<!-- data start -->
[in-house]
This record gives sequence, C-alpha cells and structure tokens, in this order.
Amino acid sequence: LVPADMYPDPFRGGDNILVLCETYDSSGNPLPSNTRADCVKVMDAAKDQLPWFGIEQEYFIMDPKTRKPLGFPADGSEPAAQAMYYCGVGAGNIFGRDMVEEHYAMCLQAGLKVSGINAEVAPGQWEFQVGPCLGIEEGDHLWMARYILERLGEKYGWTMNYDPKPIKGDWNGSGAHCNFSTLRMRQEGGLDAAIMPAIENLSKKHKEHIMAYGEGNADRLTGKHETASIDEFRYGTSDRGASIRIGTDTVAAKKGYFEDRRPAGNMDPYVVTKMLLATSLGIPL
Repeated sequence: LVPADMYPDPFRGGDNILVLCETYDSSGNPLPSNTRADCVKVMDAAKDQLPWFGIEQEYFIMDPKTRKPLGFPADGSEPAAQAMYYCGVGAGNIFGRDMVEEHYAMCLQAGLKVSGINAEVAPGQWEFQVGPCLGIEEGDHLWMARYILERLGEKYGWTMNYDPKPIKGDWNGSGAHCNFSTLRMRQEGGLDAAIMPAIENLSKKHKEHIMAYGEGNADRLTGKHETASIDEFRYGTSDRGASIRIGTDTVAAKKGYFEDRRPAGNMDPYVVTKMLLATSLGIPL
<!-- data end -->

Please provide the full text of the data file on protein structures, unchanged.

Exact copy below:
[in-house]
This record gives sequence, C-alpha cells and structure tokens, in this order.
Amino acid sequence: LVPADMYPDPFRGGDNILVLCETYDSSGNPLPSNTRADCVKVMDAAKDQLPWFGIEQEYFIMDPKTRKPLGFPADGSEPAAQAMYYCGVGAGNIFGRDMVEEHYAMCLQAGLKVSGINAEVAPGQWEFQVGPCLGIEEGDHLWMARYILERLGEKYGWTMNYDPKPIKGDWNGSGAHCNFSTLRMRQEGGLDAAIMPAIENLSKKHKEHIMAYGEGNADRLTGKHETASIDEFRYGTSDRGASIRIGTDTVAAKKGYFEDRRPAGNMDPYVVTKMLLATSLGIPL
Repeated sequence: LVPADMYPDPFRGGDNILVLCETYDSSGNPLPSNTRADCVKVMDAAKDQLPWFGIEQEYFIMDPKTRKPLGFPADGSEPAAQAMYYCGVGAGNIFGRDMVEEHYAMCLQAGLKVSGINAEVAPGQWEFQVGPCLGIEEGDHLWMARYILERLGEKYGWTMNYDPKPIKGDWNGSGAHCNFSTLRMRQEGGLDAAIMPAIENLSKKHKEHIMAYGEGNADRLTGKHETASIDEFRYGTSDRGASIRIGTDTVAAKKGYFEDRRPAGNMDPYVVTKMLLATSLGIPL